The beginner’s guide to tablescaping

11 Aug 2021 | Updated on: 27 Sep 2022 |By Zoe Gunn

Event planner Alice Wilkes reveals how to create Instagram-worthy table settings at home

We’ve all been there. When you sent out the invites a dinner party seemed like a hugely sophisticated, fun event. Now it’s next week and the dining room table you’ve been using as a desk for 18 months suddenly seems tired, drab and, frankly, boring. The good news is, you needn’t rush out and invest in a whole new dining room set. A few well-chosen accessories, some fresh linens and a beautiful floral arrangement or two are all you need to turn your table into a thing of Instagram dreams.

The technical term for this is tablescaping i.e. landscaping for your table – and once you’ve nailed the art your parties, picnics and afternoon teas will turn you into an entertaining legend. But where to begin? We’ve called on luxury wedding and events planner – and tablescaper extraordinaire – Alice Wilkes for some expert advice.

Choose a starting point – and stick to it

The key to creating a cohesive design is to choose an initial colour, print or style and select your accessories, flowers and linens from there, says Wilkes, but avoid being too matchy-matchy. “When I’m designing my tables I like to create a mood but I am not sure how much I like the word ’theme’,” explains Wilkes. “Once you start to pair items with one another a story starts to develop and a design direction via cutlery, crockery, florals, chairs… The list could go on!”

Cabana Magazine glasses, £405,
Soup and dinner plate sets, £320 for four,

“I start every tablescape with a pattern, colour or mood. It could be an amazing print that I have seen, or an atmosphere I want to create – the last tablescape I created was shell-inspired and reminiscent of relaxed dining when you’re travelling.” Investing in mix-and-match glassware, crockery and accessories is an easy way to make sure, whatever your starting point, you always have pieces to match.

Be practical

A table heaving with candles, petals and trinkets may look good in pictures but any good host puts their guests first, and if your table is too complicated to be enjoyed then you’ve made a misstep. “One rule I always like to abide by is, however grand and dramatic the florals, are I ensure guests can see each other from across the table. An event should be fun, celebratory and always allow guests to socialise!”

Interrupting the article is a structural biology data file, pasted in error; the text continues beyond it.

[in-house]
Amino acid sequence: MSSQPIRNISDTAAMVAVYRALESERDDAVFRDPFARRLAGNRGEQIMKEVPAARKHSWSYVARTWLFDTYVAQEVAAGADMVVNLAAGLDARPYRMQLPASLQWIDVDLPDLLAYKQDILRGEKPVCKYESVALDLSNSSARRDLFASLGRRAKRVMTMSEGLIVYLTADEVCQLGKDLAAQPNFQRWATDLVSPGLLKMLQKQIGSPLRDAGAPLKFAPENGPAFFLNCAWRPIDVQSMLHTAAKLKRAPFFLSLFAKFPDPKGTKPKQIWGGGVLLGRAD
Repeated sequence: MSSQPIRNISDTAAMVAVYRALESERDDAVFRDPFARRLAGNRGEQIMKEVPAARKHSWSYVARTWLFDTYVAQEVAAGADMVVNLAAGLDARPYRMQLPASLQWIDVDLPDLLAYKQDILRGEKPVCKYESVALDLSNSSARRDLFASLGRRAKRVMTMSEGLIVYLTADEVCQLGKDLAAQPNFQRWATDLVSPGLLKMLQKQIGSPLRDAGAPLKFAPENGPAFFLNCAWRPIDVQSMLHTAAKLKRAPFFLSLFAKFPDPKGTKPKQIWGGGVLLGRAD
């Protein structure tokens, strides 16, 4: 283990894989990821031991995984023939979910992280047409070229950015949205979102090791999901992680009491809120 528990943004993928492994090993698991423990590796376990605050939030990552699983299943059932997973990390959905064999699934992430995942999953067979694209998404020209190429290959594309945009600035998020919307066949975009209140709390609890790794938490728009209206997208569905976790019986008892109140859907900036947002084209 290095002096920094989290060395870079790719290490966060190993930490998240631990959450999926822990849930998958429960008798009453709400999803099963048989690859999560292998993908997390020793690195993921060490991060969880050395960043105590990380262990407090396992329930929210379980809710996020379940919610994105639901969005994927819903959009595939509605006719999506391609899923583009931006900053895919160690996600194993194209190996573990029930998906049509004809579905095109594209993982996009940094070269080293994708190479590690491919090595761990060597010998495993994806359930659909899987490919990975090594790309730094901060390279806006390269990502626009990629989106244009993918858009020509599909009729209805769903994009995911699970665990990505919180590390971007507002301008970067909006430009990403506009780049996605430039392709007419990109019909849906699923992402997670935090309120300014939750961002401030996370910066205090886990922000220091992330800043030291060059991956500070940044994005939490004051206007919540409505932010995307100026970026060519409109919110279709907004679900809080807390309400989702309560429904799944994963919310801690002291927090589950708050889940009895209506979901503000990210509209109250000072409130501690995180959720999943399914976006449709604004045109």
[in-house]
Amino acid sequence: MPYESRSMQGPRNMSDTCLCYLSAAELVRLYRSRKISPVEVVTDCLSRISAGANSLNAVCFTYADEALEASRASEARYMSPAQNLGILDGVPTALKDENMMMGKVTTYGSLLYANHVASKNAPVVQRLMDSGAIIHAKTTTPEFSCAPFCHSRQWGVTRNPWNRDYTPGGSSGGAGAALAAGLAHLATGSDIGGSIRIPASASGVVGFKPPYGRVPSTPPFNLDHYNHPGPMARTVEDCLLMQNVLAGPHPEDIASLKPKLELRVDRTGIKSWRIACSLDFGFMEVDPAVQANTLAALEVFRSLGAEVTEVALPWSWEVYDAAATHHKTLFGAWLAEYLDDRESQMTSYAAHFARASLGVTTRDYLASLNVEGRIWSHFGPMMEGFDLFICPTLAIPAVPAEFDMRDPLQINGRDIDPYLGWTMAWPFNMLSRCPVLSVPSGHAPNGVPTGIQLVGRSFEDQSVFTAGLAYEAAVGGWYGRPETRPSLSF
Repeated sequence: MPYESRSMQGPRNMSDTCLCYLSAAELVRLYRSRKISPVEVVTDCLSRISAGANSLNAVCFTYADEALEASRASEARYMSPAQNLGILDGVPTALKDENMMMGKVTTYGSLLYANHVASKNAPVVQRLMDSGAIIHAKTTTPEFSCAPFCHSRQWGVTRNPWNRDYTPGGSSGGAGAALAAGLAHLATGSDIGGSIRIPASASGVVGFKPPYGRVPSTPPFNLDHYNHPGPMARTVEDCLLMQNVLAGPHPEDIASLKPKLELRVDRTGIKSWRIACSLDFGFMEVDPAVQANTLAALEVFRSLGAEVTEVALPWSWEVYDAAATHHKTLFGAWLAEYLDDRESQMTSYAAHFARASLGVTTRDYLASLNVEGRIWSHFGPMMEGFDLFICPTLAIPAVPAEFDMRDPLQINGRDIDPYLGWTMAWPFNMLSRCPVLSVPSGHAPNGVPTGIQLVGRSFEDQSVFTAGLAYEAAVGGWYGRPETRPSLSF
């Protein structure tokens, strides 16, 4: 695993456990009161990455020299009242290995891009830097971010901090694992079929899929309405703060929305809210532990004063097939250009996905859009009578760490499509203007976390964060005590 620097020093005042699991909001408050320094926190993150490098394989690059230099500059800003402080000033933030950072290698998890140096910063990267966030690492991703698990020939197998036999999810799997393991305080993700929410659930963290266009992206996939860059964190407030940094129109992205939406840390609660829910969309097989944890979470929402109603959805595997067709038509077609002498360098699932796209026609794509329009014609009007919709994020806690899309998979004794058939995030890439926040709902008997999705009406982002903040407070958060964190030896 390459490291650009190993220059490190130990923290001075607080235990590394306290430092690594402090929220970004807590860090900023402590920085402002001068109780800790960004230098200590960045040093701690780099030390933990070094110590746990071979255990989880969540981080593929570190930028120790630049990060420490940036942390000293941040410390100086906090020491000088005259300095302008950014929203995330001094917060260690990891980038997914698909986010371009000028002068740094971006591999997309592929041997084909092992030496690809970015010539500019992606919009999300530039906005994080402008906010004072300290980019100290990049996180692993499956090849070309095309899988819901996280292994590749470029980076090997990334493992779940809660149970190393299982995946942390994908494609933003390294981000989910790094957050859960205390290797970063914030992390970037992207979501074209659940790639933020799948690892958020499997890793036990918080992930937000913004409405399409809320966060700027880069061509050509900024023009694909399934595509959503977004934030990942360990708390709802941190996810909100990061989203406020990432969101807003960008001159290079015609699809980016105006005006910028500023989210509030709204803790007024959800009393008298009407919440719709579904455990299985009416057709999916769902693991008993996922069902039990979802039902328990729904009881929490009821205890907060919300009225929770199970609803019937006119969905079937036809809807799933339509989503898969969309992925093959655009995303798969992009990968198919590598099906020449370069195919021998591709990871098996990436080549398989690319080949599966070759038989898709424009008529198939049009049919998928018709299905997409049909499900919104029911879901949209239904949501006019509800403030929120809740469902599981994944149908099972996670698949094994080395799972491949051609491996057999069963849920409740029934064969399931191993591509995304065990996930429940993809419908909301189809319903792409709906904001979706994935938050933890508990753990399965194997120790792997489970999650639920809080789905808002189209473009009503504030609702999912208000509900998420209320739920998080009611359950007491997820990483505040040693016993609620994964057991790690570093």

LSA International Canopy vase trio, £32,
Sophie Lou Jacobsen blue wave pitcher, £285,

If you have your heart set on tall blooms, use them sparingly. Alternatively go for quantity and volume, placing several wide arrangements in smaller vases that can be complemented by eye-catching water jugs, charger plates and candle holders. This is especially true if you’re working with a smaller interior space, “Cosy and intimate is the best atmosphere – embrace the space for a cosy dinner party which could be held via candlelight,” advises Wilkes.

Consider your menu

The type of food you plan to serve will have a huge impact on the type of table that will work for your party. Planning to serve up dozens of small plates tapas style? You’re going to need to leave room for them – and make sure people are able to pass them around. A plated meal leaves you with the most flexibility but, says Wilkes, the food can easily be incorporated into your design if you want to attempt something more ambitious.

Jasper Conran Chinoiserie serving plate, £160,
Dinosaur Designs marbled-resin salad servers, £100,

“Whether it be a long sharing board down the centre of the table or a plated ten-course meal, all of these things need to be considered when designing a table. Catering always helps to determine a design direction from the get-go!” Whatever menu you decide on, make sure you have the crockery to do it justice. Show your style nous by choosing colourful pieces which go together without being a matching set and, ideally, are influenced by the cuisine you’re cooking.

Plan ahead

If you’re really looking to impress – and don’t mind splashing out – Wilkes highly recommends going bespoke when it comes to your linens and tablewear. “One of my favourite things to do is to create bespoke pieces around a design for my tablescapes. I start with an illustration and get this created in the form of a linen. The same with plates. I recently silk printed bespoke designs onto crockery to create a harmonious design throughout the whole table – matching tablecloth, napkins, menus and placements.”

Jonathan Adler Pick Your Poison votive set, £68,
Heather Taylor Home Canyon stripe cotton tablecloth, £300,

This kind of tablescape clearly requires some forward thinking but the end result will be some gorgeous pieces you can use time and again. Opt to have your design made in a neutral hue and it will also be perfect for blending with brighter pieces (there are many services offering linens and tablewear for hire) and an array of seasonal floral arrangements, so no two tablescapes need ever look the same.

Read more: How to style an urban outdoor space